We Are Your Friends
Friends shouldn’t let friends pay money to see We Are Your Friends.
Ten years ago they were members of the same comedy troupe, but now they've scattered, some to London, some to Los Angeles, and Peter to the comfortable estate he has inherited in the British countryside. Now he summons them back for a New Years' Eve celebration, at which there will be laughter and tears, anger and reconciliation, and halfhearted attempts to reconstruct whatever special empathy brought them together in the first place.
The structure of "Peter's Friends" is not blazingly original - "The Big Chill" comes instantly to mind - but a movie like this succeeds in its particulars. If the dialogue is witty, if the characters are convincingly funny or sad, if there is the right bittersweet nostalgia and the sense that someone is likely to burst into "Those Were the Days," then it doesn't matter that we've seen the formula before. This is a new weekend with new friends.
They arrive one at a time. Andrew (Kenneth Branagh) has gone to Hollywood, married Carol (Rita Rudner), and is now writing her silly sitcom. Sarah (Alphonsia Emmanuel) is still dating unavailable men, and her latest is Brian (Tony Slattery), who claims unconvincingly he is about to leave his wife. Roger (Hugh Laurie) and Mary (Imelda Staunton) have married and are making tons of money writing advertising jingles, but after the death of one of their twins, Mary is paralyzed with fear about the other one. Maggie (Emma Thompson) is still alone, still pining for the perfect mate; lately she has come to think it might be Peter. And Peter himself (Stephen Fry) is unsure of his own next step. Should he keep the old family home? The weekend will be a series of meetings and partings, dinners at which everyone talks at once, and chance encounters at which private thoughts are revealed. Some of those involve Vera (Phyllida Law), the housekeeper who has watched Peter grow up, and cares deeply for the way he never quite realized his potential.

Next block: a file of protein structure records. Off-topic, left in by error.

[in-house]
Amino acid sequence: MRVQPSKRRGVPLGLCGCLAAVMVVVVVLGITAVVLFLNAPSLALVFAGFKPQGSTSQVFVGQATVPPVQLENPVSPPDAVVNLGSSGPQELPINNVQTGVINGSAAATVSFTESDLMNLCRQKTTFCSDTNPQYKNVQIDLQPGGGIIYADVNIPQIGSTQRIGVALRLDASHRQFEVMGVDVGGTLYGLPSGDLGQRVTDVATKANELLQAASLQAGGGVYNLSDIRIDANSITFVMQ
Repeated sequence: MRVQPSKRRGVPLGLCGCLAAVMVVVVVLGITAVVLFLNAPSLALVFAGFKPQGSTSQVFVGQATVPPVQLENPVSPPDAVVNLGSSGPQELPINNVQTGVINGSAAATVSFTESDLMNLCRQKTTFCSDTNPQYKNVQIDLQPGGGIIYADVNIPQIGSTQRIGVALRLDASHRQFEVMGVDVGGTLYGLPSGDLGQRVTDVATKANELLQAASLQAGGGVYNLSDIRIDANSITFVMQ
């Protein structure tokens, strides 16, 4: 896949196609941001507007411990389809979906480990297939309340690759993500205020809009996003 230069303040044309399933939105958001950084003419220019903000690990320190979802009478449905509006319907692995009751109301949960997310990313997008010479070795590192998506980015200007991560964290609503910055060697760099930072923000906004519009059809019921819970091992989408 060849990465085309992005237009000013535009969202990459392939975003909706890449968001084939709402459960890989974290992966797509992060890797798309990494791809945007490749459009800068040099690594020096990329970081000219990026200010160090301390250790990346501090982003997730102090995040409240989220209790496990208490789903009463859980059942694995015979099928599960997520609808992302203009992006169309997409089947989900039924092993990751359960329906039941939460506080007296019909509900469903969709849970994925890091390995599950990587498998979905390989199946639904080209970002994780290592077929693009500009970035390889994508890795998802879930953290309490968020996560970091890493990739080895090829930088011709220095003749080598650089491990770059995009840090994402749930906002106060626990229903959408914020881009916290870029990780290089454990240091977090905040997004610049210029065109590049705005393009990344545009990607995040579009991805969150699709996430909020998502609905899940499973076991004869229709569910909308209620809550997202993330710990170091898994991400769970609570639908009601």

The screenplay, by Rita Rudner and Martin Bergman, was originally written for mostly American characters, but this trans-Atlantic version became necessary when Kenneth Branagh signed on to direct. This project is not as ambitious as his "Henry V" and "Dead Again," but it shows a sure feel for the material, and a stage actor's cheerful willingness to go with scenes that work, even the bawdy and the sentimental. The audience must also be willing to go along, and I was, enjoying the bitchiness, the dramatic revelations, even the bad puns. (I have actually been at dinner parties where the host, asked for sugar substitute, explains that he has no Equal.) I suppose the closing revelation in "Peter's Friends" is more or less predictable, but that didn't destroy its effect on me. I found Stephen Fry's Peter to be an immensely likable character, as kind as he is rudderless, and I admired the way that Emma Thompson's Maggie was able to switch gears, from being his would-be lover to becoming his real friend. There was also real truth in the scenes between Peter and Vera, to balance the potted self-help cliches of the Los Angeles couple.
If film is basically a voyeuristric medium, then one of the questions that might be asked about "Peter's Friends" is: Would we like to be one of these friends, and attend such a reunion ourselves? I would. I liked this group better, in fact, than the friends in "The Big Chill," perhaps because they seem to like each other more, or perhaps just because they're more amusing.
This message came to me from a reader named Peter Svensland. He and a fr...
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